Do you recall how outraged U.S. officials appeared to be when people were comparing the Pentagon’s prison camp at Guantanamo Bay to the Soviet communist gulags? Well, the outrage might have been a bit fake and false.
Guess what U.S. military officials have been using as a guideline for interrogations at Guantanamo Bay. According to a front-page article in today’s New York Times, they have been knowingly and intentionally using torture techniques employed by the Chinese communists on American soldiers during the Korean War on detainees at Guantanamo Bay.
How’s that for a bit of moral bankruptcy and hypocrisy? Imagine that: 45 years of a Cold War against the communists, more than 100,000 Americans killed in hot wars against the communists, and an ever-growing military-industrial complex to oppose communism, only to find that there are some features of communism that U.S. officials really like. (Maybe that’s why they don’t mind kidnapping Cuban refugees on the high seas and forcibly repatriating them into Cuban communist tyranny.)
Apparently the idea behind using communist torture methods at Guantanamo was that U.S. personnel, especially those in the CIA, would employ the types of “touch-less” torture techniques that were employed by the communists that would damage a person’s mind but leave no evidence of physical torture. In that way, government officials could look the people in the eye and claim, “We don’t torture.”
Of course, that’s not the only procedure that U.S. officials have copied from the communists. After all, look at the entire Guantanamo “judicial” system. The very reason that it’s based in Cuba was so that the Pentagon could be free of the principles of our nation’s Constitution and Bill of Rights and free to adopt procedures which, coincidentally, were also embraced by the communists. Examine the following attributes of the Pentagon’s “judicial” system at Guantanamo Bay and ask yourself whether they are consistent with America’s system or the communist system:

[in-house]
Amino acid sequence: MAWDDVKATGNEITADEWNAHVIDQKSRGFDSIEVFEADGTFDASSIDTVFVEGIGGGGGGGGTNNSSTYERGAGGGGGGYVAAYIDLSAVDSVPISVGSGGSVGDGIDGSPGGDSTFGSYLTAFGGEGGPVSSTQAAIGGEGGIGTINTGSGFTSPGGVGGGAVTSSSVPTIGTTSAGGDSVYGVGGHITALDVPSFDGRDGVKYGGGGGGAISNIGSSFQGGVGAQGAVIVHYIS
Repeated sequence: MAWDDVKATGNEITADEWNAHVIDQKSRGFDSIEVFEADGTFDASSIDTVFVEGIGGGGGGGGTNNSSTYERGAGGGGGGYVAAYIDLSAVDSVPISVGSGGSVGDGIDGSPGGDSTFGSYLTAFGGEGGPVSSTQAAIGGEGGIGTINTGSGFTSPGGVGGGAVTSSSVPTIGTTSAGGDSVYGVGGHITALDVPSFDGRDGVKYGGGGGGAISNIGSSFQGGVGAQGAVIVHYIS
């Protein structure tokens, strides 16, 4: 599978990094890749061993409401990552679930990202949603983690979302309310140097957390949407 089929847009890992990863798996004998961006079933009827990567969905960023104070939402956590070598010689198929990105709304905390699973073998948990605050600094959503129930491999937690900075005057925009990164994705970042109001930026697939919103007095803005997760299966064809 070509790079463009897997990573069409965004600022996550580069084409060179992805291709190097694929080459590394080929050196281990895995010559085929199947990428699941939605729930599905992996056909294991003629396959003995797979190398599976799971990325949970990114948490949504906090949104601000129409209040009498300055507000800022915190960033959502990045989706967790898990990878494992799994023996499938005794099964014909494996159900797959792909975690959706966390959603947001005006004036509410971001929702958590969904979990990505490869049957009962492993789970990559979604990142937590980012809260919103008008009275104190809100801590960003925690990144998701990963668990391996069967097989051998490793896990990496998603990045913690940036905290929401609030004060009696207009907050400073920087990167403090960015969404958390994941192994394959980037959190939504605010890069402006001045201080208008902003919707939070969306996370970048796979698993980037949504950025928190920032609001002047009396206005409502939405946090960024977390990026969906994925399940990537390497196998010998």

Denial of due process.
Denial of habeas corpus.
Torture and sex abuse.
Denial of effective assistance of counsel.
Presumption of guilt.
Denial of right to confront witnesses.
Use of hearsay testimony.
Cruel and unusual punishments.
Isn’t every one of those things a core feature of communist “judicial” systems?
Add to the mix the following attributes of the U.S. government’s pro-empire, pro-intervention foreign policy:
Wars of aggression and brutal occupations against Third World countries.
Spying on the citizenry.
Warrantless searches and seizures.
Employing private companies to spy on the citizenry and immunizing them for breaking the law.
The power to ignore constitutional constraints on power.
Didn’t the communists believe in and embrace every one of those principles?
In litigation over habeas corpus rights for Guantanamo Bay, the Justice Department argued that the Cuban government, not the U.S. government, had jurisdiction over the Pentagon’s operations at Guantanamo Bay. It’s not difficult to see why they preferred to be under the control of the communists. Pentagon officials knew that while the U.S. Supreme Court would be likely to strike down its communist methods as being antithetical to the Constitution and the Bill of Rights, the Pentagon knew that Cuban officials would be unlikely to object to communist methods on Cuban soil.